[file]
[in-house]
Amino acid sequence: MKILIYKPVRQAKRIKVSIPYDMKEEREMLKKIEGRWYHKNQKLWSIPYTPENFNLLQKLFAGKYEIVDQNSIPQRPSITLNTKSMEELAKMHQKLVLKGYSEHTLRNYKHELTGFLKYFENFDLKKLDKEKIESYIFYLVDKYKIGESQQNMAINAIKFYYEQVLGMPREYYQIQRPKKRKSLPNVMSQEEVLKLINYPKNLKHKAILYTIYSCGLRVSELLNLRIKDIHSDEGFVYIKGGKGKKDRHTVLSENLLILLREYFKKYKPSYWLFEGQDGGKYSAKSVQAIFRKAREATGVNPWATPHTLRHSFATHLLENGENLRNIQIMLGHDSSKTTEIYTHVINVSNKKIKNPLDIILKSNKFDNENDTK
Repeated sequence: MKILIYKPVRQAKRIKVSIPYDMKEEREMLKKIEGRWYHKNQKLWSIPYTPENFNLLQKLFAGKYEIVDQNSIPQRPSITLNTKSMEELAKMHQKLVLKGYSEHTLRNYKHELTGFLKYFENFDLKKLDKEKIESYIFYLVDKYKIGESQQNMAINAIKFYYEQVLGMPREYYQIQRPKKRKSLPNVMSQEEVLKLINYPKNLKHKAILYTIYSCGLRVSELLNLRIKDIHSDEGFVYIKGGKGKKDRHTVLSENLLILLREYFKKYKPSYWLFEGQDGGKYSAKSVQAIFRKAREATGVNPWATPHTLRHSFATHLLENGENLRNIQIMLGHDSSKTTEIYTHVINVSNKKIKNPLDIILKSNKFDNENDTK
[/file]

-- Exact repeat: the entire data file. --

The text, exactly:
[in-house]
Amino acid sequence: MKILIYKPVRQAKRIKVSIPYDMKEEREMLKKIEGRWYHKNQKLWSIPYTPENFNLLQKLFAGKYEIVDQNSIPQRPSITLNTKSMEELAKMHQKLVLKGYSEHTLRNYKHELTGFLKYFENFDLKKLDKEKIESYIFYLVDKYKIGESQQNMAINAIKFYYEQVLGMPREYYQIQRPKKRKSLPNVMSQEEVLKLINYPKNLKHKAILYTIYSCGLRVSELLNLRIKDIHSDEGFVYIKGGKGKKDRHTVLSENLLILLREYFKKYKPSYWLFEGQDGGKYSAKSVQAIFRKAREATGVNPWATPHTLRHSFATHLLENGENLRNIQIMLGHDSSKTTEIYTHVINVSNKKIKNPLDIILKSNKFDNENDTK
Repeated sequence: MKILIYKPVRQAKRIKVSIPYDMKEEREMLKKIEGRWYHKNQKLWSIPYTPENFNLLQKLFAGKYEIVDQNSIPQRPSITLNTKSMEELAKMHQKLVLKGYSEHTLRNYKHELTGFLKYFENFDLKKLDKEKIESYIFYLVDKYKIGESQQNMAINAIKFYYEQVLGMPREYYQIQRPKKRKSLPNVMSQEEVLKLINYPKNLKHKAILYTIYSCGLRVSELLNLRIKDIHSDEGFVYIKGGKGKKDRHTVLSENLLILLREYFKKYKPSYWLFEGQDGGKYSAKSVQAIFRKAREATGVNPWATPHTLRHSFATHLLENGENLRNIQIMLGHDSSKTTEIYTHVINVSNKKIKNPLDIILKSNKFDNENDTK